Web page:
If it is necessary to pull cable in very cold weather, the minimum installation temperature of the
cable should be observed. Extra care in handling should be exercised and, in some cases, preheating of the cable may be desirable immediately before pulling.
Cable should be pulled into ducts at a constant speed throughout the entire pull. The cable should
not be allowed to stop midway through the pull; the drag due to friction is greatly increased when
pulling is restarted. The recommended speed is 10-20 m/minute. If this speed cannot be
achieved, the minimum speed of 5 m/minute should be maintained.
When a long length of cable is pulled in a duct where maximum tension would be exceeded, it is
necessary to use caterpillar type cable helpers or similar equipment at the entrance to the duct
system and in extreme cases in pits along the duct run.
Pulling tensions at all times should be restricted to 20kN for duct installations.
With many duct runs there is a preferred end at which the drum should be set up. As a rule of
thumb this should be at the end nearest the sharpest bend. A worked example is given for the
duct configuration shown in following figure pulling from end A, the end closer to the first bend,
and the alternative pulling from end F.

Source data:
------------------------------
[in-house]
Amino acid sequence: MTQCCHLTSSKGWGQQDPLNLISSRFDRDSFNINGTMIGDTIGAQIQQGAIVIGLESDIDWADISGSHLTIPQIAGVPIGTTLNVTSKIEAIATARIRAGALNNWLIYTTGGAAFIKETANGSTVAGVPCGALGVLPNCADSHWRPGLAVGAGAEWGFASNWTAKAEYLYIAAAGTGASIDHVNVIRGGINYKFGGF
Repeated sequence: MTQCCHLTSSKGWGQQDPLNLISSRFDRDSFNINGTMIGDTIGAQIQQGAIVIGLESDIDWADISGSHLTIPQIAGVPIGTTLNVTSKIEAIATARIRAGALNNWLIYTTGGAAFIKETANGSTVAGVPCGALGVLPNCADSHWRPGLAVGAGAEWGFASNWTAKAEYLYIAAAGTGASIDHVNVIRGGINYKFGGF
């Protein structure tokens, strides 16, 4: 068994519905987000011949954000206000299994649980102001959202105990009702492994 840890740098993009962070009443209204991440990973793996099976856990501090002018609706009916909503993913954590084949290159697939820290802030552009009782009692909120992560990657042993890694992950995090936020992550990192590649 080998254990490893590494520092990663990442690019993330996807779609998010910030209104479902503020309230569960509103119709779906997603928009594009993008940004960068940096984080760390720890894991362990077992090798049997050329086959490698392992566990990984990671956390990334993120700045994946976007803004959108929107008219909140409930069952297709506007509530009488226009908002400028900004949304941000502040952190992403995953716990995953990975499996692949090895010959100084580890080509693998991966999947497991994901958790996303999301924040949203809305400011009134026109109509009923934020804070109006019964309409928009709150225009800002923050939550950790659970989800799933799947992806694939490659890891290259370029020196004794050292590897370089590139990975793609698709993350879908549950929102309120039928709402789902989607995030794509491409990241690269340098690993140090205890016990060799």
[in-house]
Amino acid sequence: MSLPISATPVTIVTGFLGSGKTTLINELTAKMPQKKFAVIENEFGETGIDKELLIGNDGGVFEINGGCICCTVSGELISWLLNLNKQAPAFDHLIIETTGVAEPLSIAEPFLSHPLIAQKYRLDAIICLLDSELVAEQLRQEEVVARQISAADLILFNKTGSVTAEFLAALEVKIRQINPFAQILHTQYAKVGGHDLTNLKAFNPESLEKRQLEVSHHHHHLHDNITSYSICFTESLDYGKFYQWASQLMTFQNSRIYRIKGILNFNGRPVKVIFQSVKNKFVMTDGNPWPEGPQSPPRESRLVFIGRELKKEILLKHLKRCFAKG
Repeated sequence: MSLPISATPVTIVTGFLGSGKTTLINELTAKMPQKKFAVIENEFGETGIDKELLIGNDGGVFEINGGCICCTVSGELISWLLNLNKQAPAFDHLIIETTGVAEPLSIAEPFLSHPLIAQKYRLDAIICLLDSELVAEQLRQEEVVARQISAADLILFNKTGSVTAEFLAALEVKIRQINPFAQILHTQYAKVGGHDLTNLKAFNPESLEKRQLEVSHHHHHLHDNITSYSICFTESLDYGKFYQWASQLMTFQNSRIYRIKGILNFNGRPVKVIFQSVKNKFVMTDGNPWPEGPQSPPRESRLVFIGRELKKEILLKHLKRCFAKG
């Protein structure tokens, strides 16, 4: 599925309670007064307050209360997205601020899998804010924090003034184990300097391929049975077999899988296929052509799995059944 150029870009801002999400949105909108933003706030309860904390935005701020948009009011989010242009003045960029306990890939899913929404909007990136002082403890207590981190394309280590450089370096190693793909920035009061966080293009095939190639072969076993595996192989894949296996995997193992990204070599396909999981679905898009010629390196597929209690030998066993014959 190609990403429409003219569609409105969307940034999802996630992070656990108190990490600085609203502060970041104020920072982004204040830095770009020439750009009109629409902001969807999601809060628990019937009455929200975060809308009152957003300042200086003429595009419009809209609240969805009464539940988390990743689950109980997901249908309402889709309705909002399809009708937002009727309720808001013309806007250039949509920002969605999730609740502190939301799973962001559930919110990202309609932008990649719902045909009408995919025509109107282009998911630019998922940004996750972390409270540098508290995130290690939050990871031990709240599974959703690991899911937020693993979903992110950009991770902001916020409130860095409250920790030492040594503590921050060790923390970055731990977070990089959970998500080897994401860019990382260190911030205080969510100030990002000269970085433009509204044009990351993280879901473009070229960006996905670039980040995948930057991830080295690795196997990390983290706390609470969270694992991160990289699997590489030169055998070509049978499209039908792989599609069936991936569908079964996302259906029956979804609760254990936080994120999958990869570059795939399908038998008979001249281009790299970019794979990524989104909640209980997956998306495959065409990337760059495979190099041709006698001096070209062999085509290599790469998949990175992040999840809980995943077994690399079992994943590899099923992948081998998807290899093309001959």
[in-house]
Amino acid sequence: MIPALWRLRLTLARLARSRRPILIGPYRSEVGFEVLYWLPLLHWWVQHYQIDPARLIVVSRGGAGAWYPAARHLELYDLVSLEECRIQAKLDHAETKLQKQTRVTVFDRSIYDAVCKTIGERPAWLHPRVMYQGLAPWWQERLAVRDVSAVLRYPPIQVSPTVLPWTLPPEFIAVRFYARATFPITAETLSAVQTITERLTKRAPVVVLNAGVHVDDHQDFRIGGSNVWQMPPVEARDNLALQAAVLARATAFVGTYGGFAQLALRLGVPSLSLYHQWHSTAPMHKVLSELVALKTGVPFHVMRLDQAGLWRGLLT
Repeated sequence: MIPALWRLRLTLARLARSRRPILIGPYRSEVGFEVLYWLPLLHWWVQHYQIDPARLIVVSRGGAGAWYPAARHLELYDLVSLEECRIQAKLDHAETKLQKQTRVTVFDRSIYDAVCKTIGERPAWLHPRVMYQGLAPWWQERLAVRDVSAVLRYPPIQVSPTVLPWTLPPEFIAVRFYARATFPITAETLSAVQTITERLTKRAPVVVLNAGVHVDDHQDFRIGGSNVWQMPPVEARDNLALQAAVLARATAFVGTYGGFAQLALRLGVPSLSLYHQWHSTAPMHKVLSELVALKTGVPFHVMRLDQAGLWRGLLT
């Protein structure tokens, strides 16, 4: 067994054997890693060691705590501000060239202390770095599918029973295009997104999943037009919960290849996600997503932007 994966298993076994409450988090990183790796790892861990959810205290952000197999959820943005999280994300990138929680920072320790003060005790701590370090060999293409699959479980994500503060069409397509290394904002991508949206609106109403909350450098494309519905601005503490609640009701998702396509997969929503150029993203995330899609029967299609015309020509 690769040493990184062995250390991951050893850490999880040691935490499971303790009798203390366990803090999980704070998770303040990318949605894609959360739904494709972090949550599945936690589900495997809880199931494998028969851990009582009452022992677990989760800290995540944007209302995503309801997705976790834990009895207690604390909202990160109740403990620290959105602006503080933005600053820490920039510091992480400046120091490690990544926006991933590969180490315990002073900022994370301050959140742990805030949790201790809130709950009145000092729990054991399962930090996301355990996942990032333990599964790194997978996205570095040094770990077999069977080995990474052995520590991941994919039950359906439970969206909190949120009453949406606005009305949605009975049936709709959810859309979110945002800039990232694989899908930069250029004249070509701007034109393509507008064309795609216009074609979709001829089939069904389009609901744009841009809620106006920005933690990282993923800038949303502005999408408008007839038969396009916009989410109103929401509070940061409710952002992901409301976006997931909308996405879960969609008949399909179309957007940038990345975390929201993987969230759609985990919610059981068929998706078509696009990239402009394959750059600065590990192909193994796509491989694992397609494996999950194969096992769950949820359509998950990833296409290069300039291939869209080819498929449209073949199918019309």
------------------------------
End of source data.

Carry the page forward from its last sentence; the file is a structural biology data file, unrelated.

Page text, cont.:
500mm2 copper conductor, XLPE insulated, heavy duty copper wire screened and heat resistant
PVC sheathed single core 19/33kV cable with an overall diameter of 58mm and a mass of 7.14kg
per metre.
The maximum tension T m with pulling eye attached to conductor = 35,000N (limited to 20kN) or
with stocking over PVC sheath=16,800N.
Assume coefficient of friction f=0.5
Pulling from A to F:
Tension
Tension
Tension
Tension
Tension
at
at
at
at
at
B(T1 ) = 20x7.14x0.5x10 =714N
C(T2 ) = T1 efa =714x1.92 =1370N
D(T3 ) = T 2 +60x7.14x0.5x10 =3510N
E(T4 ) = T3 efa = 3.510x1.14 =4000N
F(T 5 ) = T4 +70x7.14x0.5x10 =6500N
Pulling from F to A:
Tension at E(T1 ) = 70x7.14x0.5x10 =2500N
Tension at D(T2 ) = T 1 efa =2500x1.14 =2850N
Tension at C(T3 ) = T2 +60x7.14x0.5x10 =4990N
Tension at B(T4 ) = T3 efa = 4990x1.92 =9580N
Tension at A(T5) = T4 +20x7.14x0.5x10 =10300N
Maximum pulling tension (limited by side wall pressure) around bend B-C; 3725*radius of bend in
metres=3,725x3 =11,200N.
Maximum pulling tension (limited by side wall pressure) around bend D-E; 3725*radius of bend in
metres=3,725x2 =7,450N.
The example illustrates a number of points:
• Feeding from A, the end closest to the first bend requires much less tension than feeding
from end F.
• With the pulling eye attached to the conductor or with a stocking grip over the PVC sheath,
the cable may be pulled from either end as the pulling tension around each bend and the
exit tensions at A &amp; F are below the recommended relevant maximum values.
General Cable New Zealand
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PO Box 8044
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Christchurch
Ph: (03) 348 5199
Fax: (03) 348 2009
Website: www. generalcable.co.nz
General Cable Australia Pty Ltd
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Fax:
1300 363 382
www.generalcable.com.au
Diagrams of cables are illustrative only and are not necessarily to scale.